Chapter 7 Bankruptcy
Chapter 7 Bankruptcy
There are a lot of myths about Chapter 7 bankruptcy, leading some to believe that you don’t qualify at certain income levels or you’ll lose all your assets. One of the worst misconceptions is that Chapter 7 will permanently leave your financial status in ruins. Unfortunately, many of these falsehoods could lead you to make even bigger mistakes, like trying to handle insurmountable debt on your own. However, by speaking with a Chapter 7 bankruptcy lawyer early on, you can get accurate legal help, genuinely resolve your financial issues, and avoid some severe complications.
At Arenstein & Andersen Co., LPA, we know that putting your financial future in our hands requires trust. With decades of legal experience and a reputation for being relatable, responsive, and highly effective, our personal bankruptcy services could be the answer to your financial troubles, and we’re ready to earn your confidence. Depending on your circumstances, a Chapter 7 filing could discharge much of the debt that is weighing you down, but the first step is contacting a knowledgeable bankruptcy lawyer. Additionally, if your business is involved, our litigation attorneys may be able to assist in filing a corporate Chapter 7 bankruptcy.
Let us determine if Chapter 7 is a good fit for you. Our attorneys in Dublin, Ohio and Tipp City, Ohio are ready to get to know you and tailor a plan based on your unique financial circumstances. Schedule a free bankruptcy consultation today by calling (614) 602-6550 or submit a request online.
How Chapter 7 Bankruptcy Works
Although you can emerge with a clean slate after a Chapter 7 bankruptcy filing, the option is not for everyone. Chapter 7 of the U.S. Bankruptcy Code is aptly named “Liquidation,” because it allows eligible individuals to eliminate their debt after relinquishing non-exempt assets to satisfy creditors.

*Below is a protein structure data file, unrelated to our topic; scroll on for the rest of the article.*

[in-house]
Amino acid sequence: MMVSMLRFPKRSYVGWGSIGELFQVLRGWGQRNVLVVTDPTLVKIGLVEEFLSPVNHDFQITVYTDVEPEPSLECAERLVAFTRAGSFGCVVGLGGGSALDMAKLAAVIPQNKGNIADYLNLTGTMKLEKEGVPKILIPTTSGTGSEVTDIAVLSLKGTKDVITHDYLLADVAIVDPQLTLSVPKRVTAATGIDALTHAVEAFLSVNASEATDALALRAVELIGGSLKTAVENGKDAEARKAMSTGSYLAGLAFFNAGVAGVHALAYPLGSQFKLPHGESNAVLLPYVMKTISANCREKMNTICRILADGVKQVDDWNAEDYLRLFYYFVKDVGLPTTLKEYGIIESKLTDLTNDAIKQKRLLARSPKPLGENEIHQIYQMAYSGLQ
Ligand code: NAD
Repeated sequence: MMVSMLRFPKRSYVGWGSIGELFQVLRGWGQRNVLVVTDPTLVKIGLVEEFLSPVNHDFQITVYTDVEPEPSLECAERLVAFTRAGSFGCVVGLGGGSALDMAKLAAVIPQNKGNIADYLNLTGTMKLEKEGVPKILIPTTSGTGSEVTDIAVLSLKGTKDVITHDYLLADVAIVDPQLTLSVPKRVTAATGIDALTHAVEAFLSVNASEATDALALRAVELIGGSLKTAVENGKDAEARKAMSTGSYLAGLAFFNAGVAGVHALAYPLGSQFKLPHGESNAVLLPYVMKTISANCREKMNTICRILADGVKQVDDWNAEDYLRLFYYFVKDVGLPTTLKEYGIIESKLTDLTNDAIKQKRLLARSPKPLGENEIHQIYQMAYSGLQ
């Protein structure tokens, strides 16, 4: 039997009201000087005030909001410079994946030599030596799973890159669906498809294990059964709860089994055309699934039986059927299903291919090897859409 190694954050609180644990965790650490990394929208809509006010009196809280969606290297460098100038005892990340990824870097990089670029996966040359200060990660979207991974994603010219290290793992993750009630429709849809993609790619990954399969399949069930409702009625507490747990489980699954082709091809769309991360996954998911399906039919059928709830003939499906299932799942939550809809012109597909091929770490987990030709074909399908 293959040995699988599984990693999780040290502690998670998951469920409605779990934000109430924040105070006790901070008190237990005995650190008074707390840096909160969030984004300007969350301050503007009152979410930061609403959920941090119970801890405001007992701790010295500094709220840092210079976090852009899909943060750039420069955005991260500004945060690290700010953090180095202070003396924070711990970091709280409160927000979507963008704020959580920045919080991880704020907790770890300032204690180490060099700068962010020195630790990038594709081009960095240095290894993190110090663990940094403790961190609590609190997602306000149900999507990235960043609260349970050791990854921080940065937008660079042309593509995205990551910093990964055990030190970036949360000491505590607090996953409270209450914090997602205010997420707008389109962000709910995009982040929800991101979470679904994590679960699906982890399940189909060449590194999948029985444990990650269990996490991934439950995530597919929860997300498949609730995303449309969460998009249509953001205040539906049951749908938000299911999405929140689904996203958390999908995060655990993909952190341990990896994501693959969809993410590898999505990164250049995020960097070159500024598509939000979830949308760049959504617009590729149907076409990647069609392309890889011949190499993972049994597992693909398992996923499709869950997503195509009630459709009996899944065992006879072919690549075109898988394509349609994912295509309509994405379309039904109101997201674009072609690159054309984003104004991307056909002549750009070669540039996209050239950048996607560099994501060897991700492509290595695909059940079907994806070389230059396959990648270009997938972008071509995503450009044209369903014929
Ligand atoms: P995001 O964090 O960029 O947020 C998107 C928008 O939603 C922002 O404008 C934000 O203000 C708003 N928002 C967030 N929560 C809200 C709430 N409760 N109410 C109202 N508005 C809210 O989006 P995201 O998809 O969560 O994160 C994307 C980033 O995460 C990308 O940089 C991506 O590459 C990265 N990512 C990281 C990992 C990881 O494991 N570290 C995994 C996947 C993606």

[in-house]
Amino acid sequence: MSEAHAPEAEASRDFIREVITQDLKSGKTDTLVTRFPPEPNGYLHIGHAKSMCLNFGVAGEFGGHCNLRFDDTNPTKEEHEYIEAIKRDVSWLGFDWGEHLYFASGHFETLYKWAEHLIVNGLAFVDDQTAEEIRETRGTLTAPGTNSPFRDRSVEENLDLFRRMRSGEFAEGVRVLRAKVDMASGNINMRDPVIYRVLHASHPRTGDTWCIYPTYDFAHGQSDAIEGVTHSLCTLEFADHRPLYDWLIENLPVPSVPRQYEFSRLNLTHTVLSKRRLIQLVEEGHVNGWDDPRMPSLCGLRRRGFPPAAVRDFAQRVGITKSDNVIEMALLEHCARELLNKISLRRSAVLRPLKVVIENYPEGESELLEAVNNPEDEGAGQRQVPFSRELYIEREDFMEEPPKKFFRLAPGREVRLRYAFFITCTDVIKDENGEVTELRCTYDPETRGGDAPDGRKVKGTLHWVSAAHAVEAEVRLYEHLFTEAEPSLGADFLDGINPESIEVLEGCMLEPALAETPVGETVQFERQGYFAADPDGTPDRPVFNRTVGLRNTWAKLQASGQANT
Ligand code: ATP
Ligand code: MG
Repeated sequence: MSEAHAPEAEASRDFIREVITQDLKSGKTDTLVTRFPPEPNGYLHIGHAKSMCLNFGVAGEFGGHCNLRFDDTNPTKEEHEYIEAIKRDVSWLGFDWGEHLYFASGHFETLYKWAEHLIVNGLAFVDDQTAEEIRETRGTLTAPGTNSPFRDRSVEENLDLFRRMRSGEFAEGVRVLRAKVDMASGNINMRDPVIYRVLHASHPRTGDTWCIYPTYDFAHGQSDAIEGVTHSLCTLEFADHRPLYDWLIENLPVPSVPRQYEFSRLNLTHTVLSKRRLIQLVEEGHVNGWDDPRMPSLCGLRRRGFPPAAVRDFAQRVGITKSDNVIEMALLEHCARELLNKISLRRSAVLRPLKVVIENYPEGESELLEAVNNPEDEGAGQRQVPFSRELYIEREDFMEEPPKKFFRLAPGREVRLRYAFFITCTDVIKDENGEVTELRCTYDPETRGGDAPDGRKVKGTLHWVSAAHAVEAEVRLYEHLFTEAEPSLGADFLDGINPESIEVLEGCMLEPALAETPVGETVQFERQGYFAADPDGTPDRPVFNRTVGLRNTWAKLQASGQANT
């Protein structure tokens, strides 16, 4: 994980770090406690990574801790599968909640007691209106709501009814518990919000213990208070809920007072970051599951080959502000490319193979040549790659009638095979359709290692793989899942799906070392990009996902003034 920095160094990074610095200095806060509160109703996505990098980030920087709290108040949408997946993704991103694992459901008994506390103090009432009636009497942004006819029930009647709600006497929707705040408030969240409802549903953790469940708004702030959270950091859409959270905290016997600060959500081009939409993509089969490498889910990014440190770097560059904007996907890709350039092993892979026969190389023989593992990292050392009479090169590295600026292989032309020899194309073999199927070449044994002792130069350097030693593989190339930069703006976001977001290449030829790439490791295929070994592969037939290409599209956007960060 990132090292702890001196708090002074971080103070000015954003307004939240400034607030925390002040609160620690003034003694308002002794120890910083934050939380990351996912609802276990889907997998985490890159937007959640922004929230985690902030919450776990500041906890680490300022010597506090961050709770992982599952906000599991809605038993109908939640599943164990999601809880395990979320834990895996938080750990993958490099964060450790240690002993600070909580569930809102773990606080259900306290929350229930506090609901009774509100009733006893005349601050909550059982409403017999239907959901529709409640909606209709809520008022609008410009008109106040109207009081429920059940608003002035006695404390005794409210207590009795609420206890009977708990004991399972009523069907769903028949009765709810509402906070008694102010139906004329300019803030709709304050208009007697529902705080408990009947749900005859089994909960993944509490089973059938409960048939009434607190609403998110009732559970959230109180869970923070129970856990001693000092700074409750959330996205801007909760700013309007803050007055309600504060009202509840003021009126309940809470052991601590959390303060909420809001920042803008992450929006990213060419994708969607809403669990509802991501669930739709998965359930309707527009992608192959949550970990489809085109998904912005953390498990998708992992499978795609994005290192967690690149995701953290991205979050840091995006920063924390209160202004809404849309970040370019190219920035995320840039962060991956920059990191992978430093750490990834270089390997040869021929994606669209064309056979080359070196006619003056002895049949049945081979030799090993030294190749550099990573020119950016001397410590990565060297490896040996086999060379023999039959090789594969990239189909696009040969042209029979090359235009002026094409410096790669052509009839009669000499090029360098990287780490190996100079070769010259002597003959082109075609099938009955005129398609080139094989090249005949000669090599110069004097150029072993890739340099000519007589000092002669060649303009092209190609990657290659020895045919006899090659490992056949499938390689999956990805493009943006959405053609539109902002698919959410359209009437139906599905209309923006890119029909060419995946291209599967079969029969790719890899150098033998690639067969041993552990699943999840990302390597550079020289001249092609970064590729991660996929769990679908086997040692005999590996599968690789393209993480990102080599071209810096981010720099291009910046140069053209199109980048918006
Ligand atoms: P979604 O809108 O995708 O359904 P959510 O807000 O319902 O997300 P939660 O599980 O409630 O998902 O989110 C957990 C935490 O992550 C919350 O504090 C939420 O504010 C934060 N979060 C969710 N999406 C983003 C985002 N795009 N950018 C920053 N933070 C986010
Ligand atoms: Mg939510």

You should consult with our Chapter 7 bankruptcy lawyers if:
- You are willing to liquidate some of your assets to pay your debts;
- Your income is below Ohio’s median or meets the “means test;”
- You’re ready to undergo credit counseling; and,
- You meet other requirements that depend on your circumstances.
It is also important to note that the clean slate that Chapter 7 offers doesn’t mean that it is consequence-free. Your credit report will reflect a Chapter 7 bankruptcy, which means you may face challenges getting a mortgage, an auto loan, or line of credit for several years after the discharge. Still, many petitioners find that the advantages outweigh the drawbacks. For example, there’s an automatic stay on creditors trying to get payment from you. They cannot foreclose on your home, or garnish wages and bank accounts.
Plus, Chapter 7 removes the stress of living with significant debt off your shoulders. After a Chapter 7 filing, you are more likely to live within your means and prevent future financial catastrophes, especially with the tools you learn after credit counseling.
Chapter 7 Eligibility Rules
At the core of Chapter 7 eligibility is your income, as it’s not the intent of the U.S. Bankruptcy Code to allow high-earners to discharge their debt. Prior to filing, your bankruptcy lawyer will compare your current monthly income to the state median in Ohio for your household size. If your income falls below this amount, you meet the income test and qualify for Chapter 7.
However, you’re still eligible if your income is above the state median, so long as you meet the “means test.” The formula also starts with your current monthly income and deducts certain monthly expenses, such as rent, mortgage, food, and designated necessities. This amount is your disposable income and, if it’s high enough to allow you to pay off some creditors, you may not qualify for Chapter 7. If that’s the case, your best strategy may be filing through the Chapter 13 bankruptcy repayment plan.